By Lelia Schott
Try the practice of checking in with your present, past and future selves.
When I’m out of sorts or ill-tempered, and I don’t know why, I like to pause and offer all my parts acceptance and reassurance.
Today I’d like to talk about how our present, past, and future “selves” or parts influence our emotions, experiences, and expectations. Checking in with each part can help us discover why we are reacting or retracting when we want to be responding and reintegrating.
Check in with your current circumstances first
I consider if this is about my current circumstances.
HALT is a well-known AA acronym to do a check-in. Hungry, Angry, Lonely, Tired. Am I hungry, angry, lonely (needing connection or support), or tired/thirsty? It is hard to be emotionally, mentally, and physically giving without support or a break to top ourselves up.
Sometimes kids’ behaviour is a lot on the nervous system and we stay stuck in a stress response.
We can offer curious compassion through breathing to prove to our body that it is safe, discovering and validating our unheard feelings, and fulfilling unmet needs or practising new skills.
One of my favourite skills is the 3 Ns: Notice, Name, Nurture. Practising noticing sensations or activation in our body, naming the feelings or needs we have, and finding a way to nurture safety and sovereignty within. Another practice that is very helpful when working with triggers is making time or opportunities for glimmers (micro-moments of safety, joy, and connection).
Past Self (past pain)
Sometimes a situation subconsciously reminds us of an experience that activates a disproportionate stress response. When our children are at the age that we were, our past emotions or experiences can revisit us.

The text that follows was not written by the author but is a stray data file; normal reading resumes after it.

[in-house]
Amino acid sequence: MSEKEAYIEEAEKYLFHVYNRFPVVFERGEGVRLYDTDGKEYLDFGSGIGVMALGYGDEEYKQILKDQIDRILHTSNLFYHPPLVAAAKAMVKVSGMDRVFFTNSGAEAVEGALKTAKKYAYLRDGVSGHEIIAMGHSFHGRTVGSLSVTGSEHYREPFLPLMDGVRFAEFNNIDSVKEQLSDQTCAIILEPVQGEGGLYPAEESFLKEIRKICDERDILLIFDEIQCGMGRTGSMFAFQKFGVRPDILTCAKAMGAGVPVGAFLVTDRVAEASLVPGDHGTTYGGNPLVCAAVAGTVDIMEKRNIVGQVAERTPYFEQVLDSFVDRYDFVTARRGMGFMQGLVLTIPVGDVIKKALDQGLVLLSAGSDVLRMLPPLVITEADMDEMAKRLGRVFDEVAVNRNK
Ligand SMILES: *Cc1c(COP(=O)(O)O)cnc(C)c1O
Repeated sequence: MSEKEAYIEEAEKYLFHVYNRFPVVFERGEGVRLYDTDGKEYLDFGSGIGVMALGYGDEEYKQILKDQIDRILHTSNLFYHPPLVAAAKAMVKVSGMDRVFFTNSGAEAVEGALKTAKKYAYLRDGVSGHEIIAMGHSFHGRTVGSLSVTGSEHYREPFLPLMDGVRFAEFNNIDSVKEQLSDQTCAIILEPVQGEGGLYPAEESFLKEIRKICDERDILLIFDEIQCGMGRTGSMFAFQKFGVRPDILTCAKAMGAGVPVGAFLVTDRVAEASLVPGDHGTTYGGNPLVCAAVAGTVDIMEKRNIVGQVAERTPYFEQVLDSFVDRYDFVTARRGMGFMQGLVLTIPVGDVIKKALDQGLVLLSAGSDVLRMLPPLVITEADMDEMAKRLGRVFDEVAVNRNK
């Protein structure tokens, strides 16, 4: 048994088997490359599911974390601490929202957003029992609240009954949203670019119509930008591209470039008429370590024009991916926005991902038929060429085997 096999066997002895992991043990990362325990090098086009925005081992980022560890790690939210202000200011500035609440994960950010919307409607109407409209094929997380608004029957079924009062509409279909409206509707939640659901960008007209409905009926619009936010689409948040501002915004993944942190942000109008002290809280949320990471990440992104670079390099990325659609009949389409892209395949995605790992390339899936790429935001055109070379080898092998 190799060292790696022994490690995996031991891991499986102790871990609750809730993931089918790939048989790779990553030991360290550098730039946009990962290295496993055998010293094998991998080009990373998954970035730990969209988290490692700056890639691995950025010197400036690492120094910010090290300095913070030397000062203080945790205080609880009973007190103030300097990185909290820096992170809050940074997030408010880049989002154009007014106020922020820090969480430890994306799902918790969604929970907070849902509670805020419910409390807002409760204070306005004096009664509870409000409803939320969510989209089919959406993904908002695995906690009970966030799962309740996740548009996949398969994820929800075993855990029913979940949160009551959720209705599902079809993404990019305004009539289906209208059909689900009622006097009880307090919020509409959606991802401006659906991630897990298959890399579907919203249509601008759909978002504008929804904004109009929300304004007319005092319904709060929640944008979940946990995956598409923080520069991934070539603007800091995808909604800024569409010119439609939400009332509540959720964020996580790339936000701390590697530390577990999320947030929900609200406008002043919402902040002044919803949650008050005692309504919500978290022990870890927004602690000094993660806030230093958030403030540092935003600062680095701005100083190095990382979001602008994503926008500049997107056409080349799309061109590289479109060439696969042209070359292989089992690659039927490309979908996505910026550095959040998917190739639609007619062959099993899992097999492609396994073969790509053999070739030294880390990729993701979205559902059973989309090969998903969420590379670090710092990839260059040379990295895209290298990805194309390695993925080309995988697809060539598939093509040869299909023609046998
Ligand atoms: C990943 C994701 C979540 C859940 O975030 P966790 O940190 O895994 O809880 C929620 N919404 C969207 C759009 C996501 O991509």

We can offer curious compassion by asking “What does this remind me of?”. Then take our inner child/teen by the hand and lovingly lead them to rest in our compassion and protection.
Future Self (future fear)
Sometimes our brain predicts our children’s or our own behaviour as a threat to the future ideals we have for them or ourselves. We may start imaging worst-case scenarios and feeling panic and the need to control or escape.
Recognise that our brain is trying to keep us safe from perceived threats. It thinks it is helping us prosper. To help move ourselves out of a survival state into an executive state, our body needs proof that it is safe enough. We can breathe intentionally, validate our feelings, fulfil our needs, and practise somatic strategies.
Lelia Schott is a South African mother to four sons and two daughters (aged 22, 20, 18, 15, 8 and 5). Lelia is a certified parent coach, unschooler, independent researcher, writer, dreamer, peaceful parenting and child advocate, lover of nature, music and exercise. On her best days she can be found with her family in the garden, swimming or walking along the beach.